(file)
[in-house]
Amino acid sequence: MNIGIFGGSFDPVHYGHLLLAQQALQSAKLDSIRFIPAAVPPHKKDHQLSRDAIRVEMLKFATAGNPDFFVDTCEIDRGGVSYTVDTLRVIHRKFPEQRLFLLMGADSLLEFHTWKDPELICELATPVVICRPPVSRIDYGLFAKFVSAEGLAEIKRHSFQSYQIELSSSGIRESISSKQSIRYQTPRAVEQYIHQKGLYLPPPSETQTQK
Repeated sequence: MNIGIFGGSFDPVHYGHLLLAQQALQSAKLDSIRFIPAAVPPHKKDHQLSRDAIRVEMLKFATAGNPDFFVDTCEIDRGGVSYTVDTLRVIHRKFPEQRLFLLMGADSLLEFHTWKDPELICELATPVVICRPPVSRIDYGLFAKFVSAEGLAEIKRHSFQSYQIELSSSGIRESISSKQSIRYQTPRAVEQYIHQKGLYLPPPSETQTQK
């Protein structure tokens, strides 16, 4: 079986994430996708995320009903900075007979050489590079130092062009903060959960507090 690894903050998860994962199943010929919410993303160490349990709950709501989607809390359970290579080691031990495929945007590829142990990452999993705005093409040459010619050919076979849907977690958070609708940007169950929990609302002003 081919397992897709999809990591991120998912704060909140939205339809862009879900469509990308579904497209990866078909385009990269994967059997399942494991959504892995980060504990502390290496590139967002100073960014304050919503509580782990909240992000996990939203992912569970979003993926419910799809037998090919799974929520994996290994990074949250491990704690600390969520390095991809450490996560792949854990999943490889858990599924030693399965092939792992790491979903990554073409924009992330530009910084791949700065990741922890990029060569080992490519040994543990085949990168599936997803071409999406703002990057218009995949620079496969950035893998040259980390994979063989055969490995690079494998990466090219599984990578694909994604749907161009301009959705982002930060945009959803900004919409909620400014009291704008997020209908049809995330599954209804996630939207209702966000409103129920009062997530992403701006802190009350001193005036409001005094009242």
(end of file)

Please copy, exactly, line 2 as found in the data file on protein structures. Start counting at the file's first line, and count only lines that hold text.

Amino acid sequence: MNIGIFGGSFDPVHYGHLLLAQQALQSAKLDSIRFIPAAVPPHKKDHQLSRDAIRVEMLKFATAGNPDFFVDTCEIDRGGVSYTVDTLRVIHRKFPEQRLFLLMGADSLLEFHTWKDPELICELATPVVICRPPVSRIDYGLFAKFVSAEGLAEIKRHSFQSYQIELSSSGIRESISSKQSIRYQTPRAVEQYIHQKGLYLPPPSETQTQK